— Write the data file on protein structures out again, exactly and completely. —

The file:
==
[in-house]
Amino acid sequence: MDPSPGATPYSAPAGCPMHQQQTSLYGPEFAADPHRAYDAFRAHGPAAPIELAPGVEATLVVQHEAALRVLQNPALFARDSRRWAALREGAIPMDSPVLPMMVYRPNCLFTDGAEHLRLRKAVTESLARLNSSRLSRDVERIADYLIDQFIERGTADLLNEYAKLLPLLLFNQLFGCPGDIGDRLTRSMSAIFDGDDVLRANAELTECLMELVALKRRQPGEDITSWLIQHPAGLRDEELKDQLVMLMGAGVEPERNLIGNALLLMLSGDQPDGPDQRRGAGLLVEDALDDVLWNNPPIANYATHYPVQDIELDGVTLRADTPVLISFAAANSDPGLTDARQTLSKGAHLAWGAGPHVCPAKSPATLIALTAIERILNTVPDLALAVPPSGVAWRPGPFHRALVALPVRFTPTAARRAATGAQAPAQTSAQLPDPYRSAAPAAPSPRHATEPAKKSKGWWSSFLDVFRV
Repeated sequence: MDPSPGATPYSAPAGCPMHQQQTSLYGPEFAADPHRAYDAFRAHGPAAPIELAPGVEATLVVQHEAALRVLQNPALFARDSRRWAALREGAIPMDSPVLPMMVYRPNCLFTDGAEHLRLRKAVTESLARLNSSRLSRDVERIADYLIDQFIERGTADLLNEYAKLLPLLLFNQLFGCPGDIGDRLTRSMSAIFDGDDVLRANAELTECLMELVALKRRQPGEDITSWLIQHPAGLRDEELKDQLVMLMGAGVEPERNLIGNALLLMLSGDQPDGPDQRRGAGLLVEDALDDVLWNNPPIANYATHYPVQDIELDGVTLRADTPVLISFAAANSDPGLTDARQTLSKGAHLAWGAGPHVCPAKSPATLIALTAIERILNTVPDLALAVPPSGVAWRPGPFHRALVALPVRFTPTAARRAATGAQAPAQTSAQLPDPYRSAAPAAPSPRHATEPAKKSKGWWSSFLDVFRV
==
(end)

[in-house]
Amino acid sequence: MDPSPGATPYSAPAGCPMHQQQTSLYGPEFAADPHRAYDAFRAHGPAAPIELAPGVEATLVVQHEAALRVLQNPALFARDSRRWAALREGAIPMDSPVLPMMVYRPNCLFTDGAEHLRLRKAVTESLARLNSSRLSRDVERIADYLIDQFIERGTADLLNEYAKLLPLLLFNQLFGCPGDIGDRLTRSMSAIFDGDDVLRANAELTECLMELVALKRRQPGEDITSWLIQHPAGLRDEELKDQLVMLMGAGVEPERNLIGNALLLMLSGDQPDGPDQRRGAGLLVEDALDDVLWNNPPIANYATHYPVQDIELDGVTLRADTPVLISFAAANSDPGLTDARQTLSKGAHLAWGAGPHVCPAKSPATLIALTAIERILNTVPDLALAVPPSGVAWRPGPFHRALVALPVRFTPTAARRAATGAQAPAQTSAQLPDPYRSAAPAAPSPRHATEPAKKSKGWWSSFLDVFRV
Repeated sequence: MDPSPGATPYSAPAGCPMHQQQTSLYGPEFAADPHRAYDAFRAHGPAAPIELAPGVEATLVVQHEAALRVLQNPALFARDSRRWAALREGAIPMDSPVLPMMVYRPNCLFTDGAEHLRLRKAVTESLARLNSSRLSRDVERIADYLIDQFIERGTADLLNEYAKLLPLLLFNQLFGCPGDIGDRLTRSMSAIFDGDDVLRANAELTECLMELVALKRRQPGEDITSWLIQHPAGLRDEELKDQLVMLMGAGVEPERNLIGNALLLMLSGDQPDGPDQRRGAGLLVEDALDDVLWNNPPIANYATHYPVQDIELDGVTLRADTPVLISFAAANSDPGLTDARQTLSKGAHLAWGAGPHVCPAKSPATLIALTAIERILNTVPDLALAVPPSGVAWRPGPFHRALVALPVRFTPTAARRAATGAQAPAQTSAQLPDPYRSAAPAAPSPRHATEPAKKSKGWWSSFLDVFRV